Reading scores up in county

The reading skills of area third-graders have improved greatly, according to recent test results.

Fall reading scores released Tuesday show increases across the board for Trumbull County third-graders as compared with last year’s scores.

Two school districts showed 100 percent of their students met the reading target – Bloomfield-Mespo and Lordstown Schools.

Close behind them were Bristol, Brookfield, Champion, Howland, Hubbard, Joseph Badger, Lakeview, Maplewood, Mathews, McDonald, Niles, Southington and Weathersfield, all with more than 90 percent of their students making the grade.

Under the state’s new Third Grade Reading Guarantee, students can be held back if they don’t meet tough new reading targets. Students took the tests in May.

Warren City Schools showed a 39 percent increase from last year, with 67 percent of students passing the reading requirements as opposed to 28 percent in 2013.

“The best part of intervention was with the teachers themselves,” Superintendent Michael Notar said. The saw where the third-graders stood from fall reading scores and took steps to improve them.

The 130 students who didn’t meet the criteria are enrolled in the summer intervention program. The program spans about six weeks and the students will soon be able to retake the tests, he said.

“We know we’re going to have some students who don’t meet the benchmark, but it would be a huge gain if we could get 50 or less kids that we have to focus on in the fall,” he said.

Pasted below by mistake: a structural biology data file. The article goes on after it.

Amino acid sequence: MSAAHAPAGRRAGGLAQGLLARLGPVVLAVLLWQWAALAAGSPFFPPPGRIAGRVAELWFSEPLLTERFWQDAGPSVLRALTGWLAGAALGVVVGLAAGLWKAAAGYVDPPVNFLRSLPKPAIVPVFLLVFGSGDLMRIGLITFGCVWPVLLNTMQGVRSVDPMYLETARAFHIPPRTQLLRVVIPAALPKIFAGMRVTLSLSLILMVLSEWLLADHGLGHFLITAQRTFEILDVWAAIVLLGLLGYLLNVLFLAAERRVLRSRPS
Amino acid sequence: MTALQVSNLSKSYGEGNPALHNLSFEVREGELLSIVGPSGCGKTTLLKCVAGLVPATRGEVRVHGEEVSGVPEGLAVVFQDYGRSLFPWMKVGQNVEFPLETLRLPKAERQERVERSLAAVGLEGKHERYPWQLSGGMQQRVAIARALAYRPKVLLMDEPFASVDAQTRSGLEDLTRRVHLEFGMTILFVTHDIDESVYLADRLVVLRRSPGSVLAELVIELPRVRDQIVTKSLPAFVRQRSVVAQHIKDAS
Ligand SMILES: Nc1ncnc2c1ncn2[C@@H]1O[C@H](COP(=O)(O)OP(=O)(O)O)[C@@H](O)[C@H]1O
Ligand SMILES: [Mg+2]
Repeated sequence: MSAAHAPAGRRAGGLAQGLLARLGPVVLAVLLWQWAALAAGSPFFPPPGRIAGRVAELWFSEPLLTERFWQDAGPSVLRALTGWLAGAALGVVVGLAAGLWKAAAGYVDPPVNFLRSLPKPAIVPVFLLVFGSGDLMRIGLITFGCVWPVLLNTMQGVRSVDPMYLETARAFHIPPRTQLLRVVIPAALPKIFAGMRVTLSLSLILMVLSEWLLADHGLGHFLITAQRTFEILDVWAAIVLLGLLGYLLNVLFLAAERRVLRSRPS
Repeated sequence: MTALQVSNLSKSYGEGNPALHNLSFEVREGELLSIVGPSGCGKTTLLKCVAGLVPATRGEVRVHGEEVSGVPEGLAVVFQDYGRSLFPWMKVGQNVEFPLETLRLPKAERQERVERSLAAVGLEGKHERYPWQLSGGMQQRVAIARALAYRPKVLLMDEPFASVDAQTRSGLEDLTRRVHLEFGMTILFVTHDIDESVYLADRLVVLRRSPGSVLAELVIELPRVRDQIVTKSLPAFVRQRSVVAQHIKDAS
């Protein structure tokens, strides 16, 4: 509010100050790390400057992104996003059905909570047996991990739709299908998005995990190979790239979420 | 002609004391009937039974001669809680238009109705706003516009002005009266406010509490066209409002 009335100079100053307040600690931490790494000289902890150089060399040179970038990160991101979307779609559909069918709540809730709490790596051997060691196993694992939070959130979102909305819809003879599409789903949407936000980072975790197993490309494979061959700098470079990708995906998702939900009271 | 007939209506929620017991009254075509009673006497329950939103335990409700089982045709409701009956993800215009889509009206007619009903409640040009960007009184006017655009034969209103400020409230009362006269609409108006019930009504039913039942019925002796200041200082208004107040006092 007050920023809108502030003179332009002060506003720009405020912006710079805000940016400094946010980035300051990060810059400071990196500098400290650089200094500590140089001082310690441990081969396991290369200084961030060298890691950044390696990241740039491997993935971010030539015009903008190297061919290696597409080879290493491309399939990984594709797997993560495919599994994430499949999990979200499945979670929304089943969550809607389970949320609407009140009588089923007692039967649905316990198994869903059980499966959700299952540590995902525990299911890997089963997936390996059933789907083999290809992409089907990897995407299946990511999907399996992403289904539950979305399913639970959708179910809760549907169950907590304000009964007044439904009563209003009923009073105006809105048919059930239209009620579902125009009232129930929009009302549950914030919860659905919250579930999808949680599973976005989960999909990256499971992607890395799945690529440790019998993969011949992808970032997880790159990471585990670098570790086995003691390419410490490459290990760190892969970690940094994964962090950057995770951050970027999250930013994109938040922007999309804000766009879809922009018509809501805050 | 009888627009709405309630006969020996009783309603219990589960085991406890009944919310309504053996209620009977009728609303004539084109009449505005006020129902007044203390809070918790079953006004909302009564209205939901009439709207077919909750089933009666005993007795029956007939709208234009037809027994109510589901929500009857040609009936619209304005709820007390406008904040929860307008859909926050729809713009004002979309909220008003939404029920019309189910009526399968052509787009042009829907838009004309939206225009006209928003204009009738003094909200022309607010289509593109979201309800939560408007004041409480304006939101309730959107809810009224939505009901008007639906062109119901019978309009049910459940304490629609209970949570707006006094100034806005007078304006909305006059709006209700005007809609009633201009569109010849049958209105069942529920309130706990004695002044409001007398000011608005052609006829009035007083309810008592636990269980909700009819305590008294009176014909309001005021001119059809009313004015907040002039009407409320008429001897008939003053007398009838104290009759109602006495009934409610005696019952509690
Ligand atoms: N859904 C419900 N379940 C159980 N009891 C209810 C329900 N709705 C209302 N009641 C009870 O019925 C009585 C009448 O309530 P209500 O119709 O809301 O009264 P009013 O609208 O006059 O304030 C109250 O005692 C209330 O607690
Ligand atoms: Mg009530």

Warren isn’t the only district to boast a large increase in passing students from last year. Weathersfield, Southington, Niles, McDonald, LaBrae, Girard and Bloomfield also showed a more than 40 percent difference from 2013 results.

In Ohio, more than 110,000 third-graders, or 88 percent, have met the new targets and will now move on to the fourth grade after follow-up testing. The figures are up from the 63 percent who passed in October.

But not everyone believes those numbers are a positive sign.

Democratic gubernatorial nominee and Cuyahoga County executive Ed FitzGerald expressed his concern in a statement that more than 12 percent of third-graders remain at risk of being held back.

He wrote, “This week’s test results reinforce that in order to ensure our children are reading at grade level by the third grade we must make a real investment in early childhood education and universal pre-k. In the meantime, the governor must also call the Legislature back from their summer recess to place a moratorium on the third-grade reading guarantee and to appropriate the needed resources to ensure that the Ohio children who don’t pass the test get the resources in fourth grade they need.”

Officials say students lacking the standards may have already been re-tested by districts or can re-take reading in the summer.

Children still lagging this fall could advance to fourth grade midyear once the targets are met.

If the student remains in third grade, the school must provide a reading teacher and 90 minutes of reading instruction each day.

The Associated Press contributed to this report.